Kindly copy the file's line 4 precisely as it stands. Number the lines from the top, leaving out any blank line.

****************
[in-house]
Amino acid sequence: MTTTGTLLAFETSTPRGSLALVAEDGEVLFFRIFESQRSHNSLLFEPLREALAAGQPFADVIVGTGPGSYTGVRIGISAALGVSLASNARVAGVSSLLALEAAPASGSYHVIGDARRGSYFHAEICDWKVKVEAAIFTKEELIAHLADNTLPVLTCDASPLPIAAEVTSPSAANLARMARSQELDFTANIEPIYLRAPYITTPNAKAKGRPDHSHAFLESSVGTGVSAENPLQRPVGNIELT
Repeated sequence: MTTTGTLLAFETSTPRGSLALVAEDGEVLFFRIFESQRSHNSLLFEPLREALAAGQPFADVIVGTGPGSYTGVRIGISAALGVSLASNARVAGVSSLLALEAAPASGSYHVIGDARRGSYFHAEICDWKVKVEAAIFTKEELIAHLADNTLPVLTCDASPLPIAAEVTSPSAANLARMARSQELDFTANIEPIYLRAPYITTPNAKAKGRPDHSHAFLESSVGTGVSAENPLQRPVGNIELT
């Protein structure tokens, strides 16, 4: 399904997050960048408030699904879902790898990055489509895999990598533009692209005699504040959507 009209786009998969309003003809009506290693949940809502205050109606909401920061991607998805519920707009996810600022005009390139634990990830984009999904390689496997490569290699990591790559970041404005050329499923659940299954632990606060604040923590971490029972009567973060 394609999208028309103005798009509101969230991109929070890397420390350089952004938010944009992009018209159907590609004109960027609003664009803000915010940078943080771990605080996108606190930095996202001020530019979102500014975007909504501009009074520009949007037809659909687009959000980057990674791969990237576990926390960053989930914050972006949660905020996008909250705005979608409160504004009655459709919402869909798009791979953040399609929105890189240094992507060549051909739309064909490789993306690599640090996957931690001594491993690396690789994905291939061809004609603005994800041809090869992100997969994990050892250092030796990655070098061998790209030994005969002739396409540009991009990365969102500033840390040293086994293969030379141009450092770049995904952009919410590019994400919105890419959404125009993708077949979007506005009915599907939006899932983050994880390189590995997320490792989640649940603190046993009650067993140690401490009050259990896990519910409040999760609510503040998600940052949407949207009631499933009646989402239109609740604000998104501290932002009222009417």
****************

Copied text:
């Protein structure tokens, strides 16, 4: 399904997050960048408030699904879902790898990055489509895999990598533009692209005699504040959507 009209786009998969309003003809009506290693949940809502205050109606909401920061991607998805519920707009996810600022005009390139634990990830984009999904390689496997490569290699990591790559970041404005050329499923659940299954632990606060604040923590971490029972009567973060 394609999208028309103005798009509101969230991109929070890397420390350089952004938010944009992009018209159907590609004109960027609003664009803000915010940078943080771990605080996108606190930095996202001020530019979102500014975007909504501009009074520009949007037809659909687009959000980057990674791969990237576990926390960053989930914050972006949660905020996008909250705005979608409160504004009655459709919402869909798009791979953040399609929105890189240094992507060549051909739309064909490789993306690599640090996957931690001594491993690396690789994905291939061809004609603005994800041809090869992100997969994990050892250092030796990655070098061998790209030994005969002739396409540009991009990365969102500033840390040293086994293969030379141009450092770049995904952009919410590019994400919105890419959404125009993708077949979007506005009915599907939006899932983050994880390189590995997320490792989640649940603190046993009650067993140690401490009050259990896990519910409040999760609510503040998600940052949407949207009631499933009646989402239109609740604000998104501290932002009222009417």